Carpooling! Something most cities have been pushing for since I can remember, but which still remains unpopular in the States, where cars are often a requirement for getting to work. If you aren’t able to walk, bike, or take public transit, ridesharing is a great option!

How effective is it?

The #26 solution. Like anything, the numbers on this are hard to pin down exactly. Drawdown estimates “the reduction in passenger vehicle miles traveled (VMT) through an increase in carpooling from 10 percent to 15 percent can reduce 6.9-29.5 GtCO2-eq in total by 2050.” The added bonus, of course, is that you can be more productive as you travel. Get some work done, write your next novel, or even take a nap!

What can you do?
  • Find a local ride-sharing app. I’d offer options, but a lot of these apps tend to be focused locally. Google “ride share + [your city]” and see what comes up – many larger cities also have dedicated sites themselves for people to match up with each other!
  • Reach out to your work place. Why not start local and ask around your work place to see if your co-workers could be potential ride share partners? Sure, spending extra time with your co-workers isn’t necessarily the dream, but there’s a decent chance you can find someone to meet up with!

Energy & materials

Energy and materials is a massive topic that covers so much of what we consume. It’s a daunting task, to be sure, but critical: at a minimum, the carbon emissions from energy usage is expected to at least double by 2050. Reducing the demand for goods made from resource-intensive, eco-unfriendly materials (palm oil, timber, etc) is critical to move forward effectively. Less consumption, less worry about the excessive use of energy and materials.

Fight Climate Change - Energy & Material

LED lighting

LED lighting is one of the sectors that’s actually really encouraging – I’m sure we’ve all heard of a local company proudly switching over or gotten an offer for low-cost LED lights for your own home. And it’s true: it’s estimated  that by 2050 nearly 100% of the lighting market by 2050! Some sectors are actually changing for the better!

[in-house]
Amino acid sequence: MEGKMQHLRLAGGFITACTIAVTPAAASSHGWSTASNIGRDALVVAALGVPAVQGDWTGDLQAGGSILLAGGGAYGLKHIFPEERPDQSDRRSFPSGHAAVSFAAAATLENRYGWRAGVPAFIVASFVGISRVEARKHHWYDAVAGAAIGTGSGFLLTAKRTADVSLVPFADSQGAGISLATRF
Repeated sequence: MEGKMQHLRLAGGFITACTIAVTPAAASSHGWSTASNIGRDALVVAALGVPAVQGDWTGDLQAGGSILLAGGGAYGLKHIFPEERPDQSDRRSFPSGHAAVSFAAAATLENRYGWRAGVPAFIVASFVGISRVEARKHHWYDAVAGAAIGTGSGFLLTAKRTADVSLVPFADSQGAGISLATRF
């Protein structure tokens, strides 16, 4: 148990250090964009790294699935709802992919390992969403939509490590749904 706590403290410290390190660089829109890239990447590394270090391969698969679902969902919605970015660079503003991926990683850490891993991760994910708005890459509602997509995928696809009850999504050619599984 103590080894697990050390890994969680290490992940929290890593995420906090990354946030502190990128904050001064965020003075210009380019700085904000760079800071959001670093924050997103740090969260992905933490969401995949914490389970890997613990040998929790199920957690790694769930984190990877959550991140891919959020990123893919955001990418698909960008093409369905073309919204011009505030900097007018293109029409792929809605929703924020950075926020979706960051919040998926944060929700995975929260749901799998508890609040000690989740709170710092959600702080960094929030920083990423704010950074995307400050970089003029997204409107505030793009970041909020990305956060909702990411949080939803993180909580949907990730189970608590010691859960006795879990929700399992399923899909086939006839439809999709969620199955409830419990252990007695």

How effective is it?

#21 most effective. Residentially, “LEDs can reduce emissions by 7.8-8.7 GtCO2-eq”  by 2050. On an individual level, the bulbs last around 5-10 years and are more energy-efficient which end up saving money!

What can you do?
  • Buy LED lights the next time a bulb goes out. Again, the most zero waste option is to use what you have. Don’t replace perfectly good bulbs, but just plan to set aside a few extra dollars for every time you need to replace a bulb moving forward.
  • Call your energy company to see if they offer LED deals. Many electric companies are now offering deals for LED lights if you buy through them. Head to their website or call them to see what deals they do. Our particular energy company offers a deal if you buy them in (small) bulk options.

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Fight Climate Change - Household Water Saving

household water saving

Our water footprint is a critical part of reducing waste that can be very hard for people to grasp. Plastic waste is easy to see and quantify – how much water we use for everything is much harder to guess at. What we do know is that “household consumption of energy and water accounts for around 23 percent of total global energy demand”.

How effective is it?

#23 most effective. Again, it’s a very hard number to pin down, but Drawdown estimates that “just for low-flow showerheads and taps, alone they can prevent 4.6-6.3 GtCO2-eq by 2050”. It’s comforting to see that relatively small individual swaps can add up to big things!

What can you do?
  • Install water-saving devices. While most houses that have been updated in the past decade already have these, it’s worth double-checking to see you have low-flow showerheads, taps, toilets, etc. If you don’t, swap them out!
  • Voluntarily reduce your use of water-using appliances. Drawdown suggests taking shorter showers and doing laundry more efficiently. Also be sure to reduce energy use through turning off lights and less thermostat usage. All of that can reduce your home energy usage by 15-20%!

While it can be overwhelming to tackle the big issues of sustainability, I hope that these eight high-impact ways to fight climate change give you an idea of how to get started!

8 high impact ways to fight climate change as an individual - Green Indy Blog